There is no frigate like a book
To take us lands away,
Nor any coursers like a page
Of prancing poetry.
~ Emily Dickinson

Literature is my Utopia. Here I am not disenfranchised. No barrier of the senses shuts me out from the sweet, gracious discourses of my book friends. They talk to me without embarrassment or awkwardness. ~ Helen Keller

Wednesday, 1 May 2013

March and April Reading Roundup

Currently reading: The Sunne in Splendour by Sharon Kay Penman (thrilling $1 find at a thrift shop) and The Darwin Conspiracy by John Darnton (random selection at library). Listening to Heretic Queen: Elizabeth I and the Wars of Religion by Susan Ronald (seemed an appropriate selection for April, since last year at this time I immersed myself in Elizabeth's world).

Warning: Since I missed posting last month, this is a loooong post. Reviews of novels by authors I've read multiple books by lately are separate. I want to start writing more detailed reviews directly after finishing books, so subsequent Monthly Reading Roundups may contain links to longer reviews.

Young Romantics by Daisy Hay
 Daisy Hay's stated aim in this group-biography is to dispel the myth of the second generation Romantic poets (especially Shelley, Byron, and Keats) as a solitary geniuses, and to illuminate the "mingled yarn" of their interactions and friendships. As such, it gives a comprehensive biography of many figures, as well as amusing anecdotes of their shared creativity. However, as the their lives and communities unravel (with the tragic deaths of Keats and Shelley) the story is poignantly sad. Not least because Hay is not writing hagiography: no one is wholly sympathetic. In fact, in the words of Mary (Godwin) Shelley's step-sister Claire Clairmont, Shelley and Byron's philosophy of free love transformed them into "monsters of lying, meanness, cruelty and treachery." Certainly I found Byron deplorable in his behavior to Claire and their daughter Allegra. (Basically, I hate him.) Shelley frequently showed himself unsympathetic to the anguish endured by Mary after the deaths of three children. Much to my surprise I found myself liking Leigh Hunt best of the assembled (male) caste, although Hay is honest about his financial inabilities that gave rise to Dickens' caricature of him in the character of Harold Skimpole. Keats drifted in and out of the group and he was the notable poet I felt the book explored least.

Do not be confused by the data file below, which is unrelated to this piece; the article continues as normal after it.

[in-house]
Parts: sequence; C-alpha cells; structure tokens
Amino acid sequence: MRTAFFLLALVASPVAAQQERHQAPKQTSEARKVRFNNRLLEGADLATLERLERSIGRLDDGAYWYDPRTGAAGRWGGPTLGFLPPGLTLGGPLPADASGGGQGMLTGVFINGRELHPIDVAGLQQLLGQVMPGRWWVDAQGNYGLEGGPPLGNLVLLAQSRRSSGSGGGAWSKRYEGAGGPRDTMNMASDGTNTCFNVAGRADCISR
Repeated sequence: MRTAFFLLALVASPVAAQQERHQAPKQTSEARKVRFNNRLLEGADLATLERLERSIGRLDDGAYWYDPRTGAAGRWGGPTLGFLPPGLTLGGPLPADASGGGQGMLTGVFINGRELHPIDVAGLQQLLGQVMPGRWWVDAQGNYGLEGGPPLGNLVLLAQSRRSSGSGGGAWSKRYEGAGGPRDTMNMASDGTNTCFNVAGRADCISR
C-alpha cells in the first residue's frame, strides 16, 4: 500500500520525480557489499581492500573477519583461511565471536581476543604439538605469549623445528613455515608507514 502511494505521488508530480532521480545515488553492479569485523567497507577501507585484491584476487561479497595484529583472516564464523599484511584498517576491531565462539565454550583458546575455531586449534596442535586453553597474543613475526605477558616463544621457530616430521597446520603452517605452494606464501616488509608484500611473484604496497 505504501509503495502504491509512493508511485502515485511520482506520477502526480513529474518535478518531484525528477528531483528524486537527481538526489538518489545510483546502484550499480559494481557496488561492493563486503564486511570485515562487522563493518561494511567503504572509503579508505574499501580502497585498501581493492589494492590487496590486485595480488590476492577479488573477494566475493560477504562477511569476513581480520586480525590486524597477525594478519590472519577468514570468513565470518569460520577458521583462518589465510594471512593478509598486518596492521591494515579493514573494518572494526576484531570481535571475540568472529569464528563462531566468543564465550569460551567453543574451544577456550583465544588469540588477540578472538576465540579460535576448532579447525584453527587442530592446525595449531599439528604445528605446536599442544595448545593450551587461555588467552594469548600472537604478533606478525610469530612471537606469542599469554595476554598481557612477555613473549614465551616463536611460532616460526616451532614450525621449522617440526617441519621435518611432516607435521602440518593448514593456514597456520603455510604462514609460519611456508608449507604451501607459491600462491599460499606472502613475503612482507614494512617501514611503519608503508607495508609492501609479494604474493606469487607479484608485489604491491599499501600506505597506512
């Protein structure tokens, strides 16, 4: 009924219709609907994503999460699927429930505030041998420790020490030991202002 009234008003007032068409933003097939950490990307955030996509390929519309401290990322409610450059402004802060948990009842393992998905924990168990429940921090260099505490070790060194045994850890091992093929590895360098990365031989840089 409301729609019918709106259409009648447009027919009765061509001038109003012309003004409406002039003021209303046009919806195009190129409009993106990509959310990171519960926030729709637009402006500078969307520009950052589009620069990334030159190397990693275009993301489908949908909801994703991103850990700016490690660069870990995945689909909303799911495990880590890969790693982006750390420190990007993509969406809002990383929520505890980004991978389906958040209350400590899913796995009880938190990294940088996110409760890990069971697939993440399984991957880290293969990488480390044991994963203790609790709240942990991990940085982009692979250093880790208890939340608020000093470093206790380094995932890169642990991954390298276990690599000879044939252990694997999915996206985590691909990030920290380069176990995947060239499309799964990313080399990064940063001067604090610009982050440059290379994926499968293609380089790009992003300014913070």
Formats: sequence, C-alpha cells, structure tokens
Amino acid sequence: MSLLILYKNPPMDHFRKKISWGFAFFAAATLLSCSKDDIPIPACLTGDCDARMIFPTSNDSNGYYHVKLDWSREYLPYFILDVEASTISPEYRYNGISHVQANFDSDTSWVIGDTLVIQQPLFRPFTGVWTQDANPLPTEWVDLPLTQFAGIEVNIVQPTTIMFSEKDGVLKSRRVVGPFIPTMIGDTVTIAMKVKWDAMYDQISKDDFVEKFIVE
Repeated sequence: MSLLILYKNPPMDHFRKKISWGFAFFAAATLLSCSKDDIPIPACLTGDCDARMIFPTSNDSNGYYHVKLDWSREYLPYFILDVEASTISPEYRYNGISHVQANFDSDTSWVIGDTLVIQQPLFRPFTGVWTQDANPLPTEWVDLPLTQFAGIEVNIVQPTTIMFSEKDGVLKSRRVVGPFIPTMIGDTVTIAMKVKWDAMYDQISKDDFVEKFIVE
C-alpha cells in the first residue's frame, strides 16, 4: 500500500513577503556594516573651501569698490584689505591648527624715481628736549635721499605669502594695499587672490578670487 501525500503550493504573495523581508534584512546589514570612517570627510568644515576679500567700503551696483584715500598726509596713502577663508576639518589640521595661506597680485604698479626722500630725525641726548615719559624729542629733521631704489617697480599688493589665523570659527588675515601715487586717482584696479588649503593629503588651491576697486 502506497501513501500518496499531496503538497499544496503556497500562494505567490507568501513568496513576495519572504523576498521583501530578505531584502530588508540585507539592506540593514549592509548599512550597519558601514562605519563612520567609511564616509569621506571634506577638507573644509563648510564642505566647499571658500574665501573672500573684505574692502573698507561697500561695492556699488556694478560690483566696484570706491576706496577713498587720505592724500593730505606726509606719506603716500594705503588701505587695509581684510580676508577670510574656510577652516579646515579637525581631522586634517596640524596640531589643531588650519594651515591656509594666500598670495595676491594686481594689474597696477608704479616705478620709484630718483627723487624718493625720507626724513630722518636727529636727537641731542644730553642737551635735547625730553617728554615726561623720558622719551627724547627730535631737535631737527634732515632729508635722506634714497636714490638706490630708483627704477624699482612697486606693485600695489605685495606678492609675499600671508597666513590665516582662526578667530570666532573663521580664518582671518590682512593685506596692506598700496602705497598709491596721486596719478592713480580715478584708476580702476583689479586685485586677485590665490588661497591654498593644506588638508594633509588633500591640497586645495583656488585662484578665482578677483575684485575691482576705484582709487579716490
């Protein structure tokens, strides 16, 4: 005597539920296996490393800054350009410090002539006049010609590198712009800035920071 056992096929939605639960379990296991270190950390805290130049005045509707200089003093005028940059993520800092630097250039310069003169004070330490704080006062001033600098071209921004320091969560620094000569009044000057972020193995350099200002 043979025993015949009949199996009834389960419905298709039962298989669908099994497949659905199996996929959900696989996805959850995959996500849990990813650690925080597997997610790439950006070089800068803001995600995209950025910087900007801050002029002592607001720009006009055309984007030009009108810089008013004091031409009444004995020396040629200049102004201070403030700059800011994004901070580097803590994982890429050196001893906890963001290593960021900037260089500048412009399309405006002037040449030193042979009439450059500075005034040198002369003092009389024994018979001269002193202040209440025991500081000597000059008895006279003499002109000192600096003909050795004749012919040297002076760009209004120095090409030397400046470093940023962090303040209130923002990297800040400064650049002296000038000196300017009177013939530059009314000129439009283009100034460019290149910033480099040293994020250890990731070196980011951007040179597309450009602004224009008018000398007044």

Since I'm not particularly familiar with the second-generation Romantics, this group biography of them was a good introduction

Imprison Him by Miriam Wood
 The story of an Adventist pastor/missionary/administrator imprisoned for six months by the totalitarian government of an unnamed (due to danger for others) African country. I still really want to know which country this is, as I'm sure it had legitimate grievances with imperialism that it reacted to dangerously. A good account of a wife's loyalty and the emotional and spiritual struggles of the persecuted. It's been sitting on my grandma's bookshelf my whole life, so I'm thankful I finally read it, but it's definitely not among the most memorable reads of the year.

Mightier than the Sword: Uncle Tom's Cabin and the Battle for America by David S. Reynolds
Weird. I thought I'd written a short goodreads review of this, but now don't see one. However, I've written quite a lengthy post inspired by this book - so far my favorite non-fiction read of the year.

Escape from Camp 14 by Blaine Harden
  I've read a shelf of books with "escape" in the title. From stories of Jews under Nazism, to Christians under Communism, to Huguenots under Catholicism, I've learned about torture, hard-labor, and how the human spirit sustains courage and compassion in the worst circumstances. Shin In Geun's story is different: born into North Korea's worst internment camp, he never knew a time when he was valuable. He viewed his mother as a competitor for food, and felt no qualms of conscience when he reported that he had heard her and his brother planning to escape. Watching them executed as a result of his snitching, he felt only resentment against the parents who had caused him to be born into this hideous prison. Years later, as his conscience developed in the Western world, he developed remorse and self-loathing for the "memory of the kind of son he once was." This, for me, was probably the most tragic part of the book: the dehumanization of the camp system and then the torture experienced when individuals come to understand the guilt of the past.